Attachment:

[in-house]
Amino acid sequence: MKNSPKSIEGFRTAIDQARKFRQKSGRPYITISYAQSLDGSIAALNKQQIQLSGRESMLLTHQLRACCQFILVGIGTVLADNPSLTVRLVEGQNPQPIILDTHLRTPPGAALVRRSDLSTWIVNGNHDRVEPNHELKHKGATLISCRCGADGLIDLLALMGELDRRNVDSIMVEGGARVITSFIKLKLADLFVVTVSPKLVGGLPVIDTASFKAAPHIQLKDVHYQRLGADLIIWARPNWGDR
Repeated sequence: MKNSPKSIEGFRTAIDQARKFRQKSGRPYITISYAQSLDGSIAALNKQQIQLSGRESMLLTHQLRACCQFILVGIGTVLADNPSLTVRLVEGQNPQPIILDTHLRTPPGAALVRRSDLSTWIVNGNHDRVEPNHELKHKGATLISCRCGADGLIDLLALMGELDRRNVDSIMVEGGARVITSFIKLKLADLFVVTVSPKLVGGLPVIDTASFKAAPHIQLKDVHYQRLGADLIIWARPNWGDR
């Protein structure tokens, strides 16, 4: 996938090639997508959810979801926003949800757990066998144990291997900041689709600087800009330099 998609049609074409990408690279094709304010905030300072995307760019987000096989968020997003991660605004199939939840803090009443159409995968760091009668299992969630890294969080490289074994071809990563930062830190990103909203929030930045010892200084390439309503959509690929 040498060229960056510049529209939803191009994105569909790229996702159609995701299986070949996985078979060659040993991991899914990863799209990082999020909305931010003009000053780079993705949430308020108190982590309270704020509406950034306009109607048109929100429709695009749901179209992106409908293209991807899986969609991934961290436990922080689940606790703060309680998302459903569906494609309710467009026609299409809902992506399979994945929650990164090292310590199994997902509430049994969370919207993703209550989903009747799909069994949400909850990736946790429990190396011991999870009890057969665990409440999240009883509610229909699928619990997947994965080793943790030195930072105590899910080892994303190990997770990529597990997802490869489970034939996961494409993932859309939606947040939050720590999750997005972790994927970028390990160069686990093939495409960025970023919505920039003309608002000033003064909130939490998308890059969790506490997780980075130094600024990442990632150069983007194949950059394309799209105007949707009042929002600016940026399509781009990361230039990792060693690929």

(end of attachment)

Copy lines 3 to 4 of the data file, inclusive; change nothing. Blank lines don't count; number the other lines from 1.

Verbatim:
Repeated sequence: MKNSPKSIEGFRTAIDQARKFRQKSGRPYITISYAQSLDGSIAALNKQQIQLSGRESMLLTHQLRACCQFILVGIGTVLADNPSLTVRLVEGQNPQPIILDTHLRTPPGAALVRRSDLSTWIVNGNHDRVEPNHELKHKGATLISCRCGADGLIDLLALMGELDRRNVDSIMVEGGARVITSFIKLKLADLFVVTVSPKLVGGLPVIDTASFKAAPHIQLKDVHYQRLGADLIIWARPNWGDR
């Protein structure tokens, strides 16, 4: 996938090639997508959810979801926003949800757990066998144990291997900041689709600087800009330099 998609049609074409990408690279094709304010905030300072995307760019987000096989968020997003991660605004199939939840803090009443159409995968760091009668299992969630890294969080490289074994071809990563930062830190990103909203929030930045010892200084390439309503959509690929 040498060229960056510049529209939803191009994105569909790229996702159609995701299986070949996985078979060659040993991991899914990863799209990082999020909305931010003009000053780079993705949430308020108190982590309270704020509406950034306009109607048109929100429709695009749901179209992106409908293209991807899986969609991934961290436990922080689940606790703060309680998302459903569906494609309710467009026609299409809902992506399979994945929650990164090292310590199994997902509430049994969370919207993703209550989903009747799909069994949400909850990736946790429990190396011991999870009890057969665990409440999240009883509610229909699928619990997947994965080793943790030195930072105590899910080892994303190990997770990529597990997802490869489970034939996961494409993932859309939606947040939050720590999750997005972790994927970028390990160069686990093939495409960025970023919505920039003309608002000033003064909130939490998308890059969790506490997780980075130094600024990442990632150069983007194949950059394309799209105007949707009042929002600016940026399509781009990361230039990792060693690929």